The Coral Sea

Scuba diving in

The Coral Sea

Beyond the barrier reef lies the vast Coral Sea, where divers can expect huge, healthy corals in a kaleidoscope of colours, awe-inspiring walls disappearing into the depths, and lively shark encounters.


  • Venture into one of the world’s largest marine parks
  • Plummeting walls, powerful pelagics, and pristine coral reefs
  • Experience the shark feed at Osprey Reef’s North Horn
  • Adventurous liveaboard diving beyond the Great Barrier Reef

Scattered across the vast Coral Sea lie a collection of isolated reefs, best described as the hidden jewels of Australia’s northeast coast. While the barrier reef rightly demands much of the attention, adventurous divers can sail a hundred kilometres or more further east, searching for the likes of Osprey, Bougainville, and Holmes – where the magnificent becomes utterly mind-blowing. In these far-flung frontiers, divers will discover untouched reefs with enormous coral structures, dizzying walls dropping into the depths, and exhilarating pelagic encounters, including the famous North Horn shark feed.

Scuba diving in the Coral Sea

  • Sharks
    Year round
  • Rays
    Year round
  • Turtles
    Year round
  • Schooling Fish
    Schooling Fish
    Year round
  • Healthy corals
    Healthy corals
    Year round
  • Walls & pinnacles
    Walls & pinnacles
    Year round
  • Soft corals
    Soft corals
    Year round

The remote reef systems and crystal-clear waters of the Coral Sea represent some of the best adventure diving imaginable. Ancient underwater mountains rise from thousands of metres below the surface, forming a pelagic playground of sheer, coral-covered walls. Situated around 200-kilometres off Australia’s eastern coast, these reefs remain almost entirely untouched, with large and diverse coral specimens alongside rare sea creatures and sizeable shark populations.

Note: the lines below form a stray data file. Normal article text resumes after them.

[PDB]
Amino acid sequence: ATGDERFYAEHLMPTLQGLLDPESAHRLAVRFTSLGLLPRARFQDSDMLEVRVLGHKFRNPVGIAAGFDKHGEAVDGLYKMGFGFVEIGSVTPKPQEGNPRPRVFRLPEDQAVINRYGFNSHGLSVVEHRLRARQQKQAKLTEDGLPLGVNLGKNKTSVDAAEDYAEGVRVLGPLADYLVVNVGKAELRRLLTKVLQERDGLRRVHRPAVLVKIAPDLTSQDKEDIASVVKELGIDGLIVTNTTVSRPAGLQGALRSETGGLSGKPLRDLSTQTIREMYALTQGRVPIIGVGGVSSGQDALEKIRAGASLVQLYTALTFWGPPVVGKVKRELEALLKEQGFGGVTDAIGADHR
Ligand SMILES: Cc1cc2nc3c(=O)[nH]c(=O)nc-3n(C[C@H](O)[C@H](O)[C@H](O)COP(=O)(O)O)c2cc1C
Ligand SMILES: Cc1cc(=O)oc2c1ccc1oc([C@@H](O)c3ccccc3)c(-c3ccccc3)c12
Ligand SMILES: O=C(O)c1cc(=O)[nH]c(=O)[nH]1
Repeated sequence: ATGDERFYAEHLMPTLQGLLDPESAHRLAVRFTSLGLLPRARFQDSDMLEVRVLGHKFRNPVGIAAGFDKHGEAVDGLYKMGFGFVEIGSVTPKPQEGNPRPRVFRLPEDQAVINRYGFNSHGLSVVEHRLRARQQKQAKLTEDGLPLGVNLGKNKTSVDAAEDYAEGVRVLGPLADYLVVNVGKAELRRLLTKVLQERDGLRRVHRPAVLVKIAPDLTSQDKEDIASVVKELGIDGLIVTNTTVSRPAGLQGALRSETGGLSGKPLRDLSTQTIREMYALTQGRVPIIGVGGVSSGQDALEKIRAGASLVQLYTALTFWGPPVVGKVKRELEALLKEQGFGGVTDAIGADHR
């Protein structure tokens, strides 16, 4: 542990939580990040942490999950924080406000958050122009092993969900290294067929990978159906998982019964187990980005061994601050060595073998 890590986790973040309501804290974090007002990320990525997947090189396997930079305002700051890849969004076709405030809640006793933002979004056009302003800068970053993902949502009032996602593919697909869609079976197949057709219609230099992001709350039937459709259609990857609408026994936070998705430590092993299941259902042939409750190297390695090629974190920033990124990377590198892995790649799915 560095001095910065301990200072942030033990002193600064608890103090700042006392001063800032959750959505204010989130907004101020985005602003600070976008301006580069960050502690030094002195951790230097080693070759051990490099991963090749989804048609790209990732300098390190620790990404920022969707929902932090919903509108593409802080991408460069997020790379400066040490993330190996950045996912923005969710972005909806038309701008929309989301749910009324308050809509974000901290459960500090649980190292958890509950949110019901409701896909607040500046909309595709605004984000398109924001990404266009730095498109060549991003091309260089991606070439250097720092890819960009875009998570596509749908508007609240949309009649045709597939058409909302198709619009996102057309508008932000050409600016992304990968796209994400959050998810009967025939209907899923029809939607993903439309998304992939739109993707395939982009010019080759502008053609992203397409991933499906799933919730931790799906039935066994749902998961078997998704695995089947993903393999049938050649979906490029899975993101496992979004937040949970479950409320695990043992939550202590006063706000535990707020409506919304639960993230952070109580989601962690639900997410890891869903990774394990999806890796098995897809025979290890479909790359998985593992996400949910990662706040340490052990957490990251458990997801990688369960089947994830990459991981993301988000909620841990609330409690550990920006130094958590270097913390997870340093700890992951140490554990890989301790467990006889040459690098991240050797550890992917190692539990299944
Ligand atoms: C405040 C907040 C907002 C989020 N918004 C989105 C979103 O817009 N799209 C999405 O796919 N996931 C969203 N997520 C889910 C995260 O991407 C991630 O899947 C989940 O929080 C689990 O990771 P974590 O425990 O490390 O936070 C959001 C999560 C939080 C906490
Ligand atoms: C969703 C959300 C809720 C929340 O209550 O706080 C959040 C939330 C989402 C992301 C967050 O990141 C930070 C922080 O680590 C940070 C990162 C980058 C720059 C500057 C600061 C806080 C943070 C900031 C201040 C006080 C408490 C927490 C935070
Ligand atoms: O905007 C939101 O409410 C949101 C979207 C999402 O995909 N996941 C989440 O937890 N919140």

Diving Osprey Reef

Osprey Reef is one of the largest, most northerly, and best-known reefs in the Coral Sea. While the sheltered lagoon reaches depths of around 30-metres, the deep trough which separates Osprey Reef from the continental shelf allows its outer walls to drop as far as 1,000-metres. As a result, the currents that flow past these walls deliver nutrients to the sizable soft corals and create unbelievable water clarity. 

But, as you might expect, large pelagics are the main attraction here. Shark feeds have been offered at the natural amphitheatre of North Horn for decades, offering more-or-less guaranteed sightings of grey and whitetip reef sharks. Hammerheads, silkies, and other sharks can also make appearances, and hungry potato cod often join the melee.

All manner of other marine life can also be spotted at Osprey, either living above the reef or passing by on the current. Highlights include green and loggerhead turtles, sailfish and marlin, tuna, barracuda, and dolphins, and even humpback, sperm and beaked whales. Manta rays can sometimes be found frequenting a cleaning station at Round the Bend, and exceptionally lucky divers may also stumble on one of Osprey Reef’s most extraordinary residents, the chambered nautilus.

Diving Holmes Reef

Situated around 300-kilometres southeast of Osprey, Holmes Reef is a highly-rated Coral Sea dive destination offering yet more pumping pelagic action with silvertips and grey reef sharks, and visibility that is rarely less than 30-metres. The topography here is also varied, with both sheer walls and shallow coral gardens, as well as caves, caverns and swim-throughs, and the odd coral bommie. These shadowy nooks and crannies provide hiding spaces for a myriad of smaller species as well, including a full spectrum of interesting crustaceans. One of the Coral Sea’s lesser-known dive destinations, Flinders Reef, lies 100-kilometres south of Holmes and around 230-kilometres northeast of Townsville. This reef’s position makes it a popular stop during itineraries that link the SS Yongala with the Coral Sea, with noteworthy dive sites including Cod Wall, Geronimoes, Fan Fair, Rock Arch, and Watanabe.

Diving Bouganville Reef